Indigenous youth 'keep our songs, so they're never lost,' says champion powwow singer

A Tsuut'ina youth drum group are learning traditional songs and protocols as they prepare to compete at international powwow competition in Lethbridge

Youth group aims to compete in Lethbridge powwow

A group of Indigenous youth drummers (Livia Manywounds/CBC News)

Some First Nation youth are drumming up a tune and ready to compete.

A Tsuut'ina youth drum group is aiming to sing and drum in a powwow singing competition next month.

As they gather for a practice, students trickle into the circular cultural room at the Tsuut'ina High School.

Most have traditional drum sticks in hand, with one carrying a big drum and the instructor giving out directions.

Champion powwow singer Leo Wells is the Cultural Music Instructor here at the Tsuut'ina Jr./Sr. High School.

He teaches students about traditional protocols, songs, drumming and singing.

"Most reserves have a youth drum group and it's to keep our songs so they're never lost," said Wells.

Leo Wells, the Cultural Music Instructor at the Tsuut'ina Jr./Sr. Highschool, teaches students about traditional protocols, songs, drumming and singing. (Livia Manywounds/CBC News)


The group is preparing to showcase their talent at the upcoming International Peace Powwow in Lethbridge next month.

"We practice just about every day," Wells said. "We try to learn new songs because we can be called upon to sing any different type of song."

The drum group not only consists of Tsuut'ina youth but other First Nations that attend the school as well, according to the instructor.

Student Dayton Memnook sits alongside his fellow drummers, trying to stay in tune with the rhythm of the beat.

Dayton Memnook says competing in powwows makes everyone in his community proud, including grandparents, family members and the community in general. (Livia Manywounds)

Ready to learn

The Tsuut'ina student says he looks forward to singing for the people in the competition next month.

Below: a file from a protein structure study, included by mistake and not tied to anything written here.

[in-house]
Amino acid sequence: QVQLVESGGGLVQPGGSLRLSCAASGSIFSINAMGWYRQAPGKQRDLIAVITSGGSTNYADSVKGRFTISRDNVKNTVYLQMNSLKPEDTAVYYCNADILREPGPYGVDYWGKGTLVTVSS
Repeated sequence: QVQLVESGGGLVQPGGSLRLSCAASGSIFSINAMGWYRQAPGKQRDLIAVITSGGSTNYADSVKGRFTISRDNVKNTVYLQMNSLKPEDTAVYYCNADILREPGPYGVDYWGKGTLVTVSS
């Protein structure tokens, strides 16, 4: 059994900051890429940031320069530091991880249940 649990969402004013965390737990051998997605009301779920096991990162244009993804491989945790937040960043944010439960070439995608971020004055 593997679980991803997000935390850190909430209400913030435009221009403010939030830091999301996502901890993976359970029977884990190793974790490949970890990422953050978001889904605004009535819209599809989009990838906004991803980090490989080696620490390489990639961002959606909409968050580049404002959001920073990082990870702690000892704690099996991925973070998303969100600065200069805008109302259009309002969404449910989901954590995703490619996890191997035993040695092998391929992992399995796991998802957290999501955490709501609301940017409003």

"There's other drums that are louder, better, on beat — and we're just learning," said Memnook.

The singer aims to compete in other Powwow singing competitions this year with his friends. 

The student says "the singing achievement makes everyone proud — our grandparents, our family members and our community."

The student credits his music instructor for not only teaching him about traditional music but also teaching about loyalty and humility.


Stanley Bigplume says learning traditional music from teacher Leo Wells teaches not only music, but loyalty and humility as well (Livia Manywounds/CBC News)

Drum group member Stanley Bigplume has been singing with Wells for a few years now, and said he is looking forward to the challenge ahead.

"As a youth drum group, we have a slight chance of winning some powwows singing against some champion top drum groups," said Bigplume.

Students earn credits toward a diploma for taking the class, serving in the place of a typical high school music course.

The youth drum group will be working on fundraising efforts to attend the event next month.

About the Author

Livia Manywounds is a reporter with the CBC in Calgary, a rodeo competitor and a proud member of the Tsuut’ina First Nation.